Kindness for the sole sake of kindness was a common trait shared by pilgrims on the Camino de Santiago. Strangers go out of their way to make the lives of others better and expect nothing in return. One day, I was writing in my journal and the hospitalera tapped me on the shoulder. The woman who had checked me into the hostel pointed to my feet and gave me the universal finger movement suggesting massage. She led me to a chair by the fire. With a constant smile, this kind lady rubbed my feet for at least an hour and would not accept any type of compensation for the good deed. Instead, she said, “Help the next person in need.” I was witness to the Chinese proverb: “If you want happiness for an hour, take a nap. If you want happiness for a day, go fishing. If you want happiness for a year, inherit a fortune. If you want happiness for a lifetime, help somebody.”
My paperback, A Million Steps, will be two years old in a few days. This book helped me launch a public speaking journey that continues to this day. Over the past two years, I have done over 100 live events and presented to over 7,000 people in 6 states. I speak at corporate events, book clubs, hiking stores, and libraries. If you know of a group in need of a speaker, please send them my speaker packet. The live events remind me of the days on the Camino because I have the opportunity to meet and interact with incredible strangers from throughout the world.
Last week, I spoke in the beautiful lakeside community of McCall, Idaho at their public library. Earlier in the day, I was at Mountain Java to satiate my latte needs. While waiting for the milk to froth, I began chatting with the lady behind me. She was there to deliver some wine gift bags. I jokingly tried to extract a middleman fee (a sunrise muffin) for handing the bags to the owner behind the register. It was a short counter encounter, but one filled with smiles and laughs.
The second person to show up at the library was the wine bag lady. I finally had a proper introduction to my fine new friend Jubilee. Her smile and handshake exuded some serious good juju energy. We laughed about the coffee shop incident and began to talk about the Camino. As more people showed up, I had to focus my time on meeting the other guests. About 15 minutes before showtime, Jubilee came up to me, handed me her credit card, and told me to give my entire book inventory to the attendees. I offered a discount but she was adamant about paying full retail. Her only stipulation was that I needed to personalize and sign each copy.
The next day, I made arrangements to meet Jubilee for dinner on Sunday. Upon arrival at the restaurant, I was greeted with a blessing bag. During my library presentation I made a reference to the incredible sunflowers along the Camino. My bag was topped with a three foot long beautiful silk sunflower. She visited the local farmer’s market to get me a real one and ended up buying eight. Her penchant for giving caused her to give away all eight to strangers. At the end of the unexpected gift giving spree, the market was closed so she took the time to find a silk one at a local store.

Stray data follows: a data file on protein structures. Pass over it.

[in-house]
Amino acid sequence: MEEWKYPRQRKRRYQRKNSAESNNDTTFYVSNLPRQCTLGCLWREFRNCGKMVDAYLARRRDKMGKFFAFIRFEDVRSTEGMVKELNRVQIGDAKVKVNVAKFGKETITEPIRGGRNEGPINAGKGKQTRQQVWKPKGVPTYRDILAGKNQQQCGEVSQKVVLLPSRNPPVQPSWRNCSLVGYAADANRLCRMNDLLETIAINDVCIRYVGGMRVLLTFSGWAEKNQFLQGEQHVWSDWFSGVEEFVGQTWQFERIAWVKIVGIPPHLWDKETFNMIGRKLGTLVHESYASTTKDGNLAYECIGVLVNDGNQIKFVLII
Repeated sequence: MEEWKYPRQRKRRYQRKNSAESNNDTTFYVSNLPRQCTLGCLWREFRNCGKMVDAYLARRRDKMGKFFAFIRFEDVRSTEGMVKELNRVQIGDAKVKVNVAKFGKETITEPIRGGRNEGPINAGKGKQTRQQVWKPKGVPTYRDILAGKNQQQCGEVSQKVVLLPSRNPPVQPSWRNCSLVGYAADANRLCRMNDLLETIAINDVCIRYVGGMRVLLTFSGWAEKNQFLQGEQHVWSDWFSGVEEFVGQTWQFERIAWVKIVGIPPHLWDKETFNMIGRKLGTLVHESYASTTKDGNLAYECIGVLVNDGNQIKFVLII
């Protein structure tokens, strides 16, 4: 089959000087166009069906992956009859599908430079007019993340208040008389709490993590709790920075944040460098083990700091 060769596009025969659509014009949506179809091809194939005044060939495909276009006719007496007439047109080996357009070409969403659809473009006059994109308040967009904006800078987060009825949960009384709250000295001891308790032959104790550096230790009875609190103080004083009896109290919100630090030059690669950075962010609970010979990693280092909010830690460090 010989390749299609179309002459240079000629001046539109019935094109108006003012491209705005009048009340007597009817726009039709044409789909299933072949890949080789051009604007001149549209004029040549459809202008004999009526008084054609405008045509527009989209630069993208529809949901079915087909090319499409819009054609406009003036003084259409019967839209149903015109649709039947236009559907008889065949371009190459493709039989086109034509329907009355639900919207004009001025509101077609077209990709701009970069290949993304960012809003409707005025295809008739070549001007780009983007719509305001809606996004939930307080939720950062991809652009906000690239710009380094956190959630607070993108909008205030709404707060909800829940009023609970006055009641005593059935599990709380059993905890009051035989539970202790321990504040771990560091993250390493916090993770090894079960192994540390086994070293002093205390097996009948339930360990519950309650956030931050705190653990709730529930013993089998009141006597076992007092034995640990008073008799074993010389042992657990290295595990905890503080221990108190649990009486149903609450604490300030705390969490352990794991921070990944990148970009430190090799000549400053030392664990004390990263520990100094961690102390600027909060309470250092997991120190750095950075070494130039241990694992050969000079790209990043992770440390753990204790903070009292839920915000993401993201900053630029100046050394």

Jubilee believes that people can only give what they receive (especially love), so she tries to make the world a better place by providing gifts in many forms. At three different times in her life, she actually opened gift shops to spread the love. Her last one was open for nine months. Six days a week during regular business hours, everyone was welcomed into her store filled with elegantly wrapped gifts. The contents were unknown, but there were hints to gender and age. She encouraged people to take two gifts, one for themselves and another to re-gift. No money ever changed hands in this store and donation were not allowed. She mentioned that a tiny handful of people took advantage of the generous offer, but shrugged it off knowing that they needed it most.
At another point in time, her mother was losing a long battle with cancer. Jubilee decided to take a 200-mile pilgrimage walk to express gratitude for having such a wonderful mom in her life. She walked for 40 days and pulled all of her gear in a Red Flyer Wagon. The cart was adorned with four flags (Christian, Jewish, American, and Smiley Face). The wagon was attached to a waist belt so her hands were free. At the end of the walk, she shaved her head (Q-ball) to provide locks for a wig to be given to her mother. Her mom died that same day.
After dinner, I walked to her car and was filled with gratitude for being able to share a meal with such a wonderful person. Driving home, I saw a beautiful full moon through the trees and a cloudy sky. I would not have received this gift had our dinner been at another time or place. When I pulled into the driveway she had already sent me a text thanking me for keeping her out late so she could see the astonishing moon.
Back at my friend’s condo, I began browse through the gifts in my blessing bag. Her instructions were to enjoy them or give them to other people. There were a total of ten gifts and each one was extremely thoughtful and personalized. My favorite was a small journal with a lock. The cover reads, “Life is your canvas, no one can paint it but you.” I opened the lock to check out the paper and was surprised to see that Jubilee made the August 30 entry for me. “You may only get one chance to touch a soul and heart—touch the soul with kindness and the heart will beat with life! Joyfully, Jubilee.
I took the first of a million steps on Sept 14, 2012. In my wildest dreams, I never expected to have my life graced with so many exceptional people. What a gift!